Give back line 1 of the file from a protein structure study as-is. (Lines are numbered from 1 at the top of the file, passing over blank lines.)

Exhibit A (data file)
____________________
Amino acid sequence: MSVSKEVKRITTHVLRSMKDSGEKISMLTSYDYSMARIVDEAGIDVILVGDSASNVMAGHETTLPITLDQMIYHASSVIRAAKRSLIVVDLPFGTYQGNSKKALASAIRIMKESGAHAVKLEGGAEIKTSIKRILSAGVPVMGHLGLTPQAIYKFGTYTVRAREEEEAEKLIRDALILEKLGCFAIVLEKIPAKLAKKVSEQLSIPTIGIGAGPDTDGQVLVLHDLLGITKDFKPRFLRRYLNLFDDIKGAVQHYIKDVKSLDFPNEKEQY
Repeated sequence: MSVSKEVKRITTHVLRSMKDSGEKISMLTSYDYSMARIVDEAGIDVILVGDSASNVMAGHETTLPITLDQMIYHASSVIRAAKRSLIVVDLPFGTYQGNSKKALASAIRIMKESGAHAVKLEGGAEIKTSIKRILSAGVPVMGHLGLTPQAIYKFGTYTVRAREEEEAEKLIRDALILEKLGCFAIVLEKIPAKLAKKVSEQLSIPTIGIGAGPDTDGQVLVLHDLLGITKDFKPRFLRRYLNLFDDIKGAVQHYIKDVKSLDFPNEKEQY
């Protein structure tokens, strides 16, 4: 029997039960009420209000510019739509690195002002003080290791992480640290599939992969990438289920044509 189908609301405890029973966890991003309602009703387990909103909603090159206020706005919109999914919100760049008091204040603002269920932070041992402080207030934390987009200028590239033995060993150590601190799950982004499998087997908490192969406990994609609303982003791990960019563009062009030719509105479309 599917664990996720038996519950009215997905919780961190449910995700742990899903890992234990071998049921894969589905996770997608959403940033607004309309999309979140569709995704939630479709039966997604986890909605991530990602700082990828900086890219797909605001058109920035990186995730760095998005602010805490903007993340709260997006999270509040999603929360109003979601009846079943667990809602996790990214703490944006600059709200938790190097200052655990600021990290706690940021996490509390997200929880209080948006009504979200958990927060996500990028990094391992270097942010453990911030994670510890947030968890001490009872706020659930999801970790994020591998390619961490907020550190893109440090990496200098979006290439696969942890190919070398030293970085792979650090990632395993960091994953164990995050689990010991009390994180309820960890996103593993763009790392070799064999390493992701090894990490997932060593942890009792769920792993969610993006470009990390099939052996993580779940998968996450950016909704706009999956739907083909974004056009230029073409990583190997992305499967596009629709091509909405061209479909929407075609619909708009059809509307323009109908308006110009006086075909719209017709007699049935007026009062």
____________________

Amino acid sequence: MSVSKEVKRITTHVLRSMKDSGEKISMLTSYDYSMARIVDEAGIDVILVGDSASNVMAGHETTLPITLDQMIYHASSVIRAAKRSLIVVDLPFGTYQGNSKKALASAIRIMKESGAHAVKLEGGAEIKTSIKRILSAGVPVMGHLGLTPQAIYKFGTYTVRAREEEEAEKLIRDALILEKLGCFAIVLEKIPAKLAKKVSEQLSIPTIGIGAGPDTDGQVLVLHDLLGITKDFKPRFLRRYLNLFDDIKGAVQHYIKDVKSLDFPNEKEQY